New Jersey Gov. Chris Christie is holding town hall meetings in Republican-controlled areas, renewing attacks on public employees and avoiding settings where reporters could ask about scandals that have hobbled the start of his second term and question his viability to run for president.
Christie’s new game plan comes as federal and legislative investigations threaten to drag on for months. Authorities are looking into twin scandals — an alleged plot to manufacture traffic jams as political retribution by Christie loyalists and alleged threats by two members of his Cabinet to hold up a riverfront city’s storm recovery funds unless its mayor approved a favored redevelopment project.
“He’s trying to go back to the old game plan, the game plan that established him as the national figure that he is,” said Senate President Stephen Sweeney, a Democrat who many say hopes to succeed Christie as governor. “It doesn’t surprise me — it worked once.”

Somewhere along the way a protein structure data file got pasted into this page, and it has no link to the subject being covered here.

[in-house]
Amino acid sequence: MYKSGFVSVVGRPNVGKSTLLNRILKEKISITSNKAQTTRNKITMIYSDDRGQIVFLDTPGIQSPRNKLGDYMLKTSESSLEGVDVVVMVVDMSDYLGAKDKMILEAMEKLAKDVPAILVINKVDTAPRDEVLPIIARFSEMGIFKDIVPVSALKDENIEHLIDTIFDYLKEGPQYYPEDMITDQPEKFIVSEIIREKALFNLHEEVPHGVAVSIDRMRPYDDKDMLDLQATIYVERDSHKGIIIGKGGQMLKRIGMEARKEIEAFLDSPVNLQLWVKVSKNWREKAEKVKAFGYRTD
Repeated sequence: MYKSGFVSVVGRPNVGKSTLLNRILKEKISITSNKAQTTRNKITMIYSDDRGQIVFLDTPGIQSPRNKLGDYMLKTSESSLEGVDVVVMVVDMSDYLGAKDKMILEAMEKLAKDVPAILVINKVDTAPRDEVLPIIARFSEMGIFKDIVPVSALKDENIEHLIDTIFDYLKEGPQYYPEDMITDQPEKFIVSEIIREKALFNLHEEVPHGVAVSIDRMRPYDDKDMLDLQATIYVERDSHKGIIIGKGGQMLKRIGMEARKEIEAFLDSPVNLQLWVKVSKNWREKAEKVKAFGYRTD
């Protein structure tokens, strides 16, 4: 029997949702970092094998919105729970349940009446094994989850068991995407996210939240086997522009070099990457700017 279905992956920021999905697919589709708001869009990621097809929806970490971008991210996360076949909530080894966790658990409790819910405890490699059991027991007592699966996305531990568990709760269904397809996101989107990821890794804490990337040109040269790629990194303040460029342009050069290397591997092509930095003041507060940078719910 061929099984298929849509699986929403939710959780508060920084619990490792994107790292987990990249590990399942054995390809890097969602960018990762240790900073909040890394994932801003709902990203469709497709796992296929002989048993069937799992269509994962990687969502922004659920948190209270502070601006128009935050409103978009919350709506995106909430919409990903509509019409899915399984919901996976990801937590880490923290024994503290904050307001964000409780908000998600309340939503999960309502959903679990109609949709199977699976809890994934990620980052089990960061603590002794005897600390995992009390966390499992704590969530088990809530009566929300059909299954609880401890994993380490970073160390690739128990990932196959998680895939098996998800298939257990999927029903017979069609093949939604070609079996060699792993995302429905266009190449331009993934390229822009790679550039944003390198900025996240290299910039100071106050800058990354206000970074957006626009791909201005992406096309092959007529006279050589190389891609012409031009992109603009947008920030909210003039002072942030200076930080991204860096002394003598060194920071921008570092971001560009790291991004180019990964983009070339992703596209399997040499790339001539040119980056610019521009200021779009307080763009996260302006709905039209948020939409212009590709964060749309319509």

Christie, 51, who may run for president in 2016, has not answered reporters’ questions since a marathon Jan. 9 press conference that was all about the unfolding plot to back up traffic at the George Washington Bridge, perhaps to punish a Democratic adversary.
“You folks are the only people at the moment who are asking me about this,” Christie told one radio host who broached the topic. “The public understands there are a lot of public issues that confront the state. I will be [lost] if I let any of this stuff get in the way of doing my real job.”
Since he resumed holding town hall meetings two weeks ago, the scandals have not been raised by anyone in the audience. Christie said he was not surprised. “People care about real problems,” he said.
Political science professor Brigid Harrison concurs — to a point.
“There is a recognition on the part of most New Jerseyans that the governor is not willing to discuss bridge-gate in a meaningful fashion, so asking any questions would provide him with an opportunity to either joke or defuse,” Harrison said.
“His ability to communicate with a relatively small audience in person is magnificent,” said Harrison, who had witnessed some of Christie’s 111 town hall meetings. “He’s very comfortable in this environment and he emerges with very positive ratings.”